First, a ban to the term mademoiselle, next a movement to do away with gendered nouns? People struggling to learn French can only hope.
Cesson-Sévigné, a suburb of Rennes, France, has banned the use of the title “mademoiselle” on all official forms starting January 1, 2012, The Local reports. Two feminist groups in France, Osez la Féminisme (Dare Feminism) and Les Chiennes de Garde (Guard Dogs) had been campaigning to remove the title from state and company forms for some time.
What’s so wrong with mademoiselle? It sounds polite, if not beautiful, after all. Deriving from the word for “damsel” or “little lady,” mademoiselle is the French equivalent of “Miss.” But according to these groups, the title is “sexist and condescending,” as it differentiates unmarried women from those married, while there’s just one all-encompassing title for men: “Monsieur,” or “Mr.” There used to, in fact, be a title for unmarried men — damoiseau — but it was done away with decades ago. Only fueling the fury, mademoiselle originates from “virgin,” which carries a whole set of connotations apart from being merely sexist. It renders women as young, naive, and perhaps not as serious as their madame counterparts when in the workplace or in other formal situations.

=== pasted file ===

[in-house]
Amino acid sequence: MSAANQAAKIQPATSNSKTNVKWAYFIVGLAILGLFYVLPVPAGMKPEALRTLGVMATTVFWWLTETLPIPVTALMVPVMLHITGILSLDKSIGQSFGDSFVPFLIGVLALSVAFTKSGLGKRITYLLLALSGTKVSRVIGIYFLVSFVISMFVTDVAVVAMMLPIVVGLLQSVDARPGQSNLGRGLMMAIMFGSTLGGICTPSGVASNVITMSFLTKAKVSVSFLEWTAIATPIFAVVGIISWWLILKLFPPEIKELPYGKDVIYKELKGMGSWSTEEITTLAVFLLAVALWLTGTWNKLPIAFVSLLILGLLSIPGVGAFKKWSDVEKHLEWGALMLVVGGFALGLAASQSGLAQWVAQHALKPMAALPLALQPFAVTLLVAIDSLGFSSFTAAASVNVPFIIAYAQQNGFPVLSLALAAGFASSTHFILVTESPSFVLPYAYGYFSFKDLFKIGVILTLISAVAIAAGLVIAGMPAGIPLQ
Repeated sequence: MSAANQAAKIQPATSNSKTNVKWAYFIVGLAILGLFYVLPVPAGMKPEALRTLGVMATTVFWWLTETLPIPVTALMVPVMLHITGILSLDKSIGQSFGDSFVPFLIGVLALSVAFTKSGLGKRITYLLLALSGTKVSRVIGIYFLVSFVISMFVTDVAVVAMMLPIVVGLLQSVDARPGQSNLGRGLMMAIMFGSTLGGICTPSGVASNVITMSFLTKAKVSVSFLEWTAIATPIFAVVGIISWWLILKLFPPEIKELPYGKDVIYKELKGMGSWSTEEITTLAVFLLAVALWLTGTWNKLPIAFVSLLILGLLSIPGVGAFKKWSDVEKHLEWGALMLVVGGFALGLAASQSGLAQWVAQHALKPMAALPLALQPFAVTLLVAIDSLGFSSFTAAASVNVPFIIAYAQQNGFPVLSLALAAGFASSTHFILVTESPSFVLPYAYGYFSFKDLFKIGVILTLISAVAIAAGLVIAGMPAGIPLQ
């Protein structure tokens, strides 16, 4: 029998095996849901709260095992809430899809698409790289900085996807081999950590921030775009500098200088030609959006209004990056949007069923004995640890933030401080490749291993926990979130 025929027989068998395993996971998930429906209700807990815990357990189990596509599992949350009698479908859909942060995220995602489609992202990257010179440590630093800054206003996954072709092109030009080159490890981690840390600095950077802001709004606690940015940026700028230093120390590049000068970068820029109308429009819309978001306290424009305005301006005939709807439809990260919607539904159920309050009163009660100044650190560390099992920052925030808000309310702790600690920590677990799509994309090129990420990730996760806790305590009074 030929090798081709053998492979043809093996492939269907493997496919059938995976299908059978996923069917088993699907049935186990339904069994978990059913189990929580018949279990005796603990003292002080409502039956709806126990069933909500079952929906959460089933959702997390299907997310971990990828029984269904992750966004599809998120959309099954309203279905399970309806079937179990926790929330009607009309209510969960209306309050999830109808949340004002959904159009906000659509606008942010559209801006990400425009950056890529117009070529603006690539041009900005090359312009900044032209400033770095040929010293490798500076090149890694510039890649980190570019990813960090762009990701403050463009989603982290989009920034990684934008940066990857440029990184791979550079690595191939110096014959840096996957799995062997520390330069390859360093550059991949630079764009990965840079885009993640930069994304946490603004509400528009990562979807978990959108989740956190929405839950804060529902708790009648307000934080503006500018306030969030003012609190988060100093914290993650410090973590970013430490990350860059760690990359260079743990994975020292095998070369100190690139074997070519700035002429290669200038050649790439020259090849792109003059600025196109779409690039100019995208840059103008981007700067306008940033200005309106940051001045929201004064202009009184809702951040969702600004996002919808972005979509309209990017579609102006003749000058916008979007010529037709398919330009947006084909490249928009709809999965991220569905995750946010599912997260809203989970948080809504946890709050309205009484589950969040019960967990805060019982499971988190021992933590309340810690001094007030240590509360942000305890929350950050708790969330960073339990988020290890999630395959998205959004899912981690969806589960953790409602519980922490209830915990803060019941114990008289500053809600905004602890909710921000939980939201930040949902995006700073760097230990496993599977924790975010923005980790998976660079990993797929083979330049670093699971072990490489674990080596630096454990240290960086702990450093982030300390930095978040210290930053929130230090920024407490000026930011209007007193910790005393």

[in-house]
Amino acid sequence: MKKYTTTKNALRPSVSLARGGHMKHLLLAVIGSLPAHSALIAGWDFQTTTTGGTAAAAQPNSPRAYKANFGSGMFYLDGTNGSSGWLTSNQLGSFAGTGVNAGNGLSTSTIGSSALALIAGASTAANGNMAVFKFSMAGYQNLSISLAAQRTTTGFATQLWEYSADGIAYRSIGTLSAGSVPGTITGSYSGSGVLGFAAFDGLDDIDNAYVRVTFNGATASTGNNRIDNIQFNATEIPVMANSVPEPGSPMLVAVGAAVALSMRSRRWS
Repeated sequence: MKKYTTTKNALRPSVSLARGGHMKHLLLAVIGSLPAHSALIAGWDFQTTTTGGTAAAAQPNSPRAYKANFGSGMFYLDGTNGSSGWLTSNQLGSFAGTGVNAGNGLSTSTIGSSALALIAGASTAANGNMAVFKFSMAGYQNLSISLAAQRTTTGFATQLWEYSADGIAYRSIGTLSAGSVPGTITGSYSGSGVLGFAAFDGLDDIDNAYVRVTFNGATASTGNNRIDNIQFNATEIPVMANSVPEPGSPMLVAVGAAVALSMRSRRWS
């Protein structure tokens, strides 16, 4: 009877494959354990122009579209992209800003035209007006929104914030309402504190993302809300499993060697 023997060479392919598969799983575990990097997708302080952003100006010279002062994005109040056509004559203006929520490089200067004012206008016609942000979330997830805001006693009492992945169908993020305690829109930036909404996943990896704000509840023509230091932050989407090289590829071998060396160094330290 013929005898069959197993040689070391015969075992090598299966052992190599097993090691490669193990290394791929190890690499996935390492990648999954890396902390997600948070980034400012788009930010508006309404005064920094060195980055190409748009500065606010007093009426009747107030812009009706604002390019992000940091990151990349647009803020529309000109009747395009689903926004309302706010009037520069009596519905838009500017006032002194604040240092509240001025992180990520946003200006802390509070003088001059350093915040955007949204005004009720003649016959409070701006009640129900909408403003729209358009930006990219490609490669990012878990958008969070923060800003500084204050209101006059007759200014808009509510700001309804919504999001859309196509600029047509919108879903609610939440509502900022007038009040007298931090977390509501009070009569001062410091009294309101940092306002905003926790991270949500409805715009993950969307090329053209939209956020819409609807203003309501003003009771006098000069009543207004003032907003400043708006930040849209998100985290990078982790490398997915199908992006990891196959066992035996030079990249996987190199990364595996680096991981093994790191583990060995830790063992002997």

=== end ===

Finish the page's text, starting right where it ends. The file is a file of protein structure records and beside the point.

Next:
The town hall issued a statement saying, “This is about getting rid of anything that could be seen as discriminatory or indiscreet.” Germany itself abolished use of the title “Fräulein” for unmarried women in 1972.
That makes everyone a “Madame” now, n’est-ce pas?